Symptoms of Anxiety, Depression, and Peritraumatic Dissociation in Critical Care Clinicians Managing Patients with COVID-19. A Cross-Sectional Study

Source avec lien : American Journal of Respiratory and Critical Care Medicine, 202(10), août 2020. 10.1164/rccm.202006-2568OC

Le personnel de santé de première ligne qui prend en charge des patients atteints de maladies à coronavirus (COVID-19) présentent une forte prévalence de symptômes de troubles mentaux. Cette étude vise à évaluer la prévalence des symptômes d’anxiété, de dépression et de dissociation péritraumatique chez le personnel de santé et à identifier les facteurs associés à la charge psychologique qui peuvent être susceptibles de changer.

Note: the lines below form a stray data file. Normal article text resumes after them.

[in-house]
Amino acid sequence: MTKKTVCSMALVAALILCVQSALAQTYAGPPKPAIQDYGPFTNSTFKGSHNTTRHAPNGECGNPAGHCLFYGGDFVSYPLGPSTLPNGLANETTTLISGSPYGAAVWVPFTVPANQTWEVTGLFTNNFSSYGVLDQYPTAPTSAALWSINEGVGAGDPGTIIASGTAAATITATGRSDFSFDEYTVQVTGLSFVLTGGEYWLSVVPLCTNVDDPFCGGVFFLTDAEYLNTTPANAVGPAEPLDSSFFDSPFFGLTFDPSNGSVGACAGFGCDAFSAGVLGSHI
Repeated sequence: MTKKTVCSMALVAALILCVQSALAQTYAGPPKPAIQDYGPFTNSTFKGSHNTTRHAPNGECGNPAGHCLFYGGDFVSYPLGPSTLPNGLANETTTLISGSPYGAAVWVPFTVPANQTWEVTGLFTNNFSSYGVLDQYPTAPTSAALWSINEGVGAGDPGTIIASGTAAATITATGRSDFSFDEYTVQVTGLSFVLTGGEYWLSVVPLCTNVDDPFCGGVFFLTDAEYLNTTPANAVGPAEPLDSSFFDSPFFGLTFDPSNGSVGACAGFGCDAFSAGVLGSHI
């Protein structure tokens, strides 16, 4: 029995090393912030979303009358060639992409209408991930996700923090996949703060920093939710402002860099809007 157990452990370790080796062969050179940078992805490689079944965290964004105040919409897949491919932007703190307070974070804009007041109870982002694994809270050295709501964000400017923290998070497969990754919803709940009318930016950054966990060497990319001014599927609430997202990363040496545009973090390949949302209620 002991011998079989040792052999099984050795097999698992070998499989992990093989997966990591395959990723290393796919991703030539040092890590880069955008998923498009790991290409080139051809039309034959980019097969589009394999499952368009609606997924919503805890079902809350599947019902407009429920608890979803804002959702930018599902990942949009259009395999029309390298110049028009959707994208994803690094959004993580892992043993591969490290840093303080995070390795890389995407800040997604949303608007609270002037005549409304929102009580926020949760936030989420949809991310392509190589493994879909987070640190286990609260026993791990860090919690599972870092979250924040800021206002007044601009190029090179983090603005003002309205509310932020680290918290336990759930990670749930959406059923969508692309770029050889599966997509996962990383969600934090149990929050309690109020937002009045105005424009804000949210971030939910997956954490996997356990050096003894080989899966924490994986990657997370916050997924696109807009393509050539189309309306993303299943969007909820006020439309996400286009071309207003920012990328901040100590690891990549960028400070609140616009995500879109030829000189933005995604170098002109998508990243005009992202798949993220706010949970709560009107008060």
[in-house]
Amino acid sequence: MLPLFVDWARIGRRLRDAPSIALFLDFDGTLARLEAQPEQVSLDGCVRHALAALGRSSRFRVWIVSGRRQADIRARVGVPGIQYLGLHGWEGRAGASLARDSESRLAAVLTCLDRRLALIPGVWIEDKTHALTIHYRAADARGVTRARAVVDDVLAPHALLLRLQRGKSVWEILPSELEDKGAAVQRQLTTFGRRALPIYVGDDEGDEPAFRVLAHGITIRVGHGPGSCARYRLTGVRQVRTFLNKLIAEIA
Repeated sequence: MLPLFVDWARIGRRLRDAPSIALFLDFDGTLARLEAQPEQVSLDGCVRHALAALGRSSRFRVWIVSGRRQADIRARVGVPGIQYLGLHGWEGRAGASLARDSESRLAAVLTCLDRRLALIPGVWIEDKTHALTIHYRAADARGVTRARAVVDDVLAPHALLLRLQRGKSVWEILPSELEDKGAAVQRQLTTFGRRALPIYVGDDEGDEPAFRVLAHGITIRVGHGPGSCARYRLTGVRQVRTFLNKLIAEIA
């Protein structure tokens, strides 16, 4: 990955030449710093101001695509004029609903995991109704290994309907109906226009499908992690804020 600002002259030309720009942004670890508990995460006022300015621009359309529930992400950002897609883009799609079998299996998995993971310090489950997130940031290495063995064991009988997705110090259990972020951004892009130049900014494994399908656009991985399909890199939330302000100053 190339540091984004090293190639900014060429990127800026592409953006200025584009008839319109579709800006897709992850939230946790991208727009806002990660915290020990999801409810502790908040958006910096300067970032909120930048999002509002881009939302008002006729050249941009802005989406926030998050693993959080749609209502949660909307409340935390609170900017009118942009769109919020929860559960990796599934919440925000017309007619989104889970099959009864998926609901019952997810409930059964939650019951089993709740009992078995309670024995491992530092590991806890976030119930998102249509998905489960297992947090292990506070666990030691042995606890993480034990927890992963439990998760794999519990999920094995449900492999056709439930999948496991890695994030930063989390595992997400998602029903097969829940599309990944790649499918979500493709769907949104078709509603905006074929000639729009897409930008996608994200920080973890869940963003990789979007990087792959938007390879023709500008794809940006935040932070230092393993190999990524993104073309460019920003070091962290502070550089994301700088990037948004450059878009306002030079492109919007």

Scientific Knowledge on the Subject Frontline healthcare providers (HCPs) managing patients with coronavirus disease (COVID-19) exhibit a high prevalence of symptoms of mental health disorders. However, data on critical care HCPs are scarce. Moreover, no study has focused on factors associated with psychological burden that may be amenable to change, thus enabling the development of strategies to preserve mental well-being and to prevent mental morbidity. What This Study Adds to the Field Symptoms of anxiety, depression, and peritraumatic dissociation were found in 50.4%, 30.4%, and 32% of the respondents, respectively, with the highest prevalence in nursing assistants and nurses. Fear of being infected, inability to care for one’s own family, inability to rest, struggling with difficult emotions, experiencing regret about restricted visitation policies, and witnessing hasty end-of-life decisions were independently associated with the presence of psychological burden. Interventions targeting these modifiable factors may help with the early detection and prevention of mental morbidity among critical care HCPs managing patients with COVID-19.

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